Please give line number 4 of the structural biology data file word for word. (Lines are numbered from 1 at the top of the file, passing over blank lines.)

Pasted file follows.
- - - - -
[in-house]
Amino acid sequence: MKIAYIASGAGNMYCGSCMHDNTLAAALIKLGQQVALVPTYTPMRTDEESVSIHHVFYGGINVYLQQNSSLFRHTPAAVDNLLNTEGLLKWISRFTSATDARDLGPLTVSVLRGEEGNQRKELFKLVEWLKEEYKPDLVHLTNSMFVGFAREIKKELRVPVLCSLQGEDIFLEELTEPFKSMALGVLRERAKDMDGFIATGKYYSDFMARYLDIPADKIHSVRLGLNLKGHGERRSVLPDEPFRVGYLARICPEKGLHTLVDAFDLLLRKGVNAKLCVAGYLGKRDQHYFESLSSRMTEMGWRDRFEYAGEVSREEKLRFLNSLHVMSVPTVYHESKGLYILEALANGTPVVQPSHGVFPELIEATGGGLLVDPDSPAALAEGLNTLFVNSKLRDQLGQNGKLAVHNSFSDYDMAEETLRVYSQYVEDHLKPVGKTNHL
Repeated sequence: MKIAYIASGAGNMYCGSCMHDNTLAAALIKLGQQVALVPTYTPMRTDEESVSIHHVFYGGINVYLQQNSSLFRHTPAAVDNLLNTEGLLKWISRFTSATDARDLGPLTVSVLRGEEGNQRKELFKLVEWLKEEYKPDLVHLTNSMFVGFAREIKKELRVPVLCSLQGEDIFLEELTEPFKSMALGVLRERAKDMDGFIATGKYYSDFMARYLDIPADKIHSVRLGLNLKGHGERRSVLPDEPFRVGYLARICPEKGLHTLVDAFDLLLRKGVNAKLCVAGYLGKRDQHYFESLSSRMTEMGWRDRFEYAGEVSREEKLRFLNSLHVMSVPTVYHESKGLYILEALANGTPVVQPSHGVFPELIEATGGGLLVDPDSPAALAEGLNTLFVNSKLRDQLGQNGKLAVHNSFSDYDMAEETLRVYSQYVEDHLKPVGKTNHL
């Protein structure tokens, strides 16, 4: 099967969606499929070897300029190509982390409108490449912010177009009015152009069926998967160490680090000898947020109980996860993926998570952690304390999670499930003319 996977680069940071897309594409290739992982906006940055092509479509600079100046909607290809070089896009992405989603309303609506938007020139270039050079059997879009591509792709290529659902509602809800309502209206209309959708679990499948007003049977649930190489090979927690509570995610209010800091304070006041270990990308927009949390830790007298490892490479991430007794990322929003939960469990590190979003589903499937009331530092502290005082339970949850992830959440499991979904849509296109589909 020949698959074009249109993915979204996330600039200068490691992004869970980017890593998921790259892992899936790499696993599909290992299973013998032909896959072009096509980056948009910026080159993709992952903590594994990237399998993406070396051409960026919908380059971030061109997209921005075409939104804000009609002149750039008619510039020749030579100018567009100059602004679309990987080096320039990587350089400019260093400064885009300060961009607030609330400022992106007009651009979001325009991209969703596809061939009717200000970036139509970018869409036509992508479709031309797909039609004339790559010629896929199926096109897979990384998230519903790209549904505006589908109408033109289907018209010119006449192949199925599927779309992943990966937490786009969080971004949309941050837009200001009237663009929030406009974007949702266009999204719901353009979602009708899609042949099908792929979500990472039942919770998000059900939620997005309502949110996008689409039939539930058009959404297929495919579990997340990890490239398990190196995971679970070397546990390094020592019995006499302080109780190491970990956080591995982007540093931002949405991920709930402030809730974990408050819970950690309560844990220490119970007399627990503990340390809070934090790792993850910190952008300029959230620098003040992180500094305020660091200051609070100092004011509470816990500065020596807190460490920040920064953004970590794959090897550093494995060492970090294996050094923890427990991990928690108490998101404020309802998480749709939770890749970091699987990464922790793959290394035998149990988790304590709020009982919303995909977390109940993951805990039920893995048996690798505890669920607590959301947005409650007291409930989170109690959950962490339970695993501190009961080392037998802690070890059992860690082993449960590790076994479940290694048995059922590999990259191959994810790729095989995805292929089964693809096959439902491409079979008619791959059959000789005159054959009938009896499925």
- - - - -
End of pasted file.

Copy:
């Protein structure tokens, strides 16, 4: 099967969606499929070897300029190509982390409108490449912010177009009015152009069926998967160490680090000898947020109980996860993926998570952690304390999670499930003319 996977680069940071897309594409290739992982906006940055092509479509600079100046909607290809070089896009992405989603309303609506938007020139270039050079059997879009591509792709290529659902509602809800309502209206209309959708679990499948007003049977649930190489090979927690509570995610209010800091304070006041270990990308927009949390830790007298490892490479991430007794990322929003939960469990590190979003589903499937009331530092502290005082339970949850992830959440499991979904849509296109589909 020949698959074009249109993915979204996330600039200068490691992004869970980017890593998921790259892992899936790499696993599909290992299973013998032909896959072009096509980056948009910026080159993709992952903590594994990237399998993406070396051409960026919908380059971030061109997209921005075409939104804000009609002149750039008619510039020749030579100018567009100059602004679309990987080096320039990587350089400019260093400064885009300060961009607030609330400022992106007009651009979001325009991209969703596809061939009717200000970036139509970018869409036509992508479709031309797909039609004339790559010629896929199926096109897979990384998230519903790209549904505006589908109408033109289907018209010119006449192949199925599927779309992943990966937490786009969080971004949309941050837009200001009237663009929030406009974007949702266009999204719901353009979602009708899609042949099908792929979500990472039942919770998000059900939620997005309502949110996008689409039939539930058009959404297929495919579990997340990890490239398990190196995971679970070397546990390094020592019995006499302080109780190491970990956080591995982007540093931002949405991920709930402030809730974990408050819970950690309560844990220490119970007399627990503990340390809070934090790792993850910190952008300029959230620098003040992180500094305020660091200051609070100092004011509470816990500065020596807190460490920040920064953004970590794959090897550093494995060492970090294996050094923890427990991990928690108490998101404020309802998480749709939770890749970091699987990464922790793959290394035998149990988790304590709020009982919303995909977390109940993951805990039920893995048996690798505890669920607590959301947005409650007291409930989170109690959950962490339970695993501190009961080392037998802690070890059992860690082993449960590790076994479940290694048995059922590999990259191959994810790729095989995805292929089964693809096959439902491409079979008619791959059959000789005159054959009938009896499925």